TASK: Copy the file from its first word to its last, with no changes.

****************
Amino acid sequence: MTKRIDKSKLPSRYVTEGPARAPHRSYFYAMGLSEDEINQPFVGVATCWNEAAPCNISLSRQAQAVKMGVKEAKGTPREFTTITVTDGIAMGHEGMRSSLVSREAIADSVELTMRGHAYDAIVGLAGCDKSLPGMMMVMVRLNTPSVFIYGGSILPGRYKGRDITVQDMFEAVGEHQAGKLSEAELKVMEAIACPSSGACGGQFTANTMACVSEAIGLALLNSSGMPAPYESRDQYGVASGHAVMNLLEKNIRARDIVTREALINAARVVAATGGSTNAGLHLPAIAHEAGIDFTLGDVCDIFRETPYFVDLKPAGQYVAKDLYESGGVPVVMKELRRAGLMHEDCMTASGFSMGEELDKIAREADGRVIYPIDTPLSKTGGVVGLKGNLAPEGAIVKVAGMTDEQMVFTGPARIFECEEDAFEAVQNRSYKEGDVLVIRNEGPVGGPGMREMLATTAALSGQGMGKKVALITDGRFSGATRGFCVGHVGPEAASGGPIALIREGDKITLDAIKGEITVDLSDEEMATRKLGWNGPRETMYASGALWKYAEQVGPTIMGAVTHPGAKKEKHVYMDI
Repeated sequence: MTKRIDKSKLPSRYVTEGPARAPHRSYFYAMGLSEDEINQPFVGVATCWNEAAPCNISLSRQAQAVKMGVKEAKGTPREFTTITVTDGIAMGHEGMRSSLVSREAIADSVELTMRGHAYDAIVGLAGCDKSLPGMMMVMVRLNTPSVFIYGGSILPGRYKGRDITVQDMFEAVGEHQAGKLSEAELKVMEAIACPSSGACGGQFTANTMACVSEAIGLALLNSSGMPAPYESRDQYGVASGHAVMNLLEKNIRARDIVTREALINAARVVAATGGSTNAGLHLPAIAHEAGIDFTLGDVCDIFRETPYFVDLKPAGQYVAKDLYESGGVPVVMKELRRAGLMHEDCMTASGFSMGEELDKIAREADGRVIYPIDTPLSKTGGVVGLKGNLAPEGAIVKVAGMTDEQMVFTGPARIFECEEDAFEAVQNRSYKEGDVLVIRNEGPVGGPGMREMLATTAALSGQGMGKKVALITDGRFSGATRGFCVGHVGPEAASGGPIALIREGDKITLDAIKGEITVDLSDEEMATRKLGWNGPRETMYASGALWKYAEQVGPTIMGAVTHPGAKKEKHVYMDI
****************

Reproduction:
Amino acid sequence: MTKRIDKSKLPSRYVTEGPARAPHRSYFYAMGLSEDEINQPFVGVATCWNEAAPCNISLSRQAQAVKMGVKEAKGTPREFTTITVTDGIAMGHEGMRSSLVSREAIADSVELTMRGHAYDAIVGLAGCDKSLPGMMMVMVRLNTPSVFIYGGSILPGRYKGRDITVQDMFEAVGEHQAGKLSEAELKVMEAIACPSSGACGGQFTANTMACVSEAIGLALLNSSGMPAPYESRDQYGVASGHAVMNLLEKNIRARDIVTREALINAARVVAATGGSTNAGLHLPAIAHEAGIDFTLGDVCDIFRETPYFVDLKPAGQYVAKDLYESGGVPVVMKELRRAGLMHEDCMTASGFSMGEELDKIAREADGRVIYPIDTPLSKTGGVVGLKGNLAPEGAIVKVAGMTDEQMVFTGPARIFECEEDAFEAVQNRSYKEGDVLVIRNEGPVGGPGMREMLATTAALSGQGMGKKVALITDGRFSGATRGFCVGHVGPEAASGGPIALIREGDKITLDAIKGEITVDLSDEEMATRKLGWNGPRETMYASGALWKYAEQVGPTIMGAVTHPGAKKEKHVYMDI
Repeated sequence: MTKRIDKSKLPSRYVTEGPARAPHRSYFYAMGLSEDEINQPFVGVATCWNEAAPCNISLSRQAQAVKMGVKEAKGTPREFTTITVTDGIAMGHEGMRSSLVSREAIADSVELTMRGHAYDAIVGLAGCDKSLPGMMMVMVRLNTPSVFIYGGSILPGRYKGRDITVQDMFEAVGEHQAGKLSEAELKVMEAIACPSSGACGGQFTANTMACVSEAIGLALLNSSGMPAPYESRDQYGVASGHAVMNLLEKNIRARDIVTREALINAARVVAATGGSTNAGLHLPAIAHEAGIDFTLGDVCDIFRETPYFVDLKPAGQYVAKDLYESGGVPVVMKELRRAGLMHEDCMTASGFSMGEELDKIAREADGRVIYPIDTPLSKTGGVVGLKGNLAPEGAIVKVAGMTDEQMVFTGPARIFECEEDAFEAVQNRSYKEGDVLVIRNEGPVGGPGMREMLATTAALSGQGMGKKVALITDGRFSGATRGFCVGHVGPEAASGGPIALIREGDKITLDAIKGEITVDLSDEEMATRKLGWNGPRETMYASGALWKYAEQVGPTIMGAVTHPGAKKEKHVYMDI